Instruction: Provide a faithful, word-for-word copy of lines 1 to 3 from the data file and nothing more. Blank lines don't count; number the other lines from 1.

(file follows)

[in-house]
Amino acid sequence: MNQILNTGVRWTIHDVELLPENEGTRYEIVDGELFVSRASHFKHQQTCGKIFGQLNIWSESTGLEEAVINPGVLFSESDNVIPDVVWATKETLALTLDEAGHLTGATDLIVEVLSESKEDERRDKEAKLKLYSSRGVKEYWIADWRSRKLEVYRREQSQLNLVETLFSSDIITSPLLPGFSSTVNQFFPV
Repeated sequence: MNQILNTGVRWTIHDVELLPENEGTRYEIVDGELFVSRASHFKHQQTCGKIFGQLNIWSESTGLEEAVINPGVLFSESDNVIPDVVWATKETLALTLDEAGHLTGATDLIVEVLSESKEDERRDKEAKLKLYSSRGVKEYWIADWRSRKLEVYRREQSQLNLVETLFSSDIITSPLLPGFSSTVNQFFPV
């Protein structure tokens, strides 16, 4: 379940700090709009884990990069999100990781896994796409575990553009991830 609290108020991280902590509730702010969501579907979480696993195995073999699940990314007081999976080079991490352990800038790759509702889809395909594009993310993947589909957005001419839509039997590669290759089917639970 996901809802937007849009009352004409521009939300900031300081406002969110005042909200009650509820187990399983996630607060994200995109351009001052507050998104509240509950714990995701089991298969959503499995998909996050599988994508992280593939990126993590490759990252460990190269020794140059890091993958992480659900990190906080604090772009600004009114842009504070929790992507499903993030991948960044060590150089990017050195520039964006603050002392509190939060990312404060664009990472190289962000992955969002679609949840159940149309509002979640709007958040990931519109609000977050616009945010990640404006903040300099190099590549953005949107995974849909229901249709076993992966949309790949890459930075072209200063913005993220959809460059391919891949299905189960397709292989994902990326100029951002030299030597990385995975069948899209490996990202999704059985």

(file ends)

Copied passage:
[in-house]
Amino acid sequence: MNQILNTGVRWTIHDVELLPENEGTRYEIVDGELFVSRASHFKHQQTCGKIFGQLNIWSESTGLEEAVINPGVLFSESDNVIPDVVWATKETLALTLDEAGHLTGATDLIVEVLSESKEDERRDKEAKLKLYSSRGVKEYWIADWRSRKLEVYRREQSQLNLVETLFSSDIITSPLLPGFSSTVNQFFPV
Repeated sequence: MNQILNTGVRWTIHDVELLPENEGTRYEIVDGELFVSRASHFKHQQTCGKIFGQLNIWSESTGLEEAVINPGVLFSESDNVIPDVVWATKETLALTLDEAGHLTGATDLIVEVLSESKEDERRDKEAKLKLYSSRGVKEYWIADWRSRKLEVYRREQSQLNLVETLFSSDIITSPLLPGFSSTVNQFFPV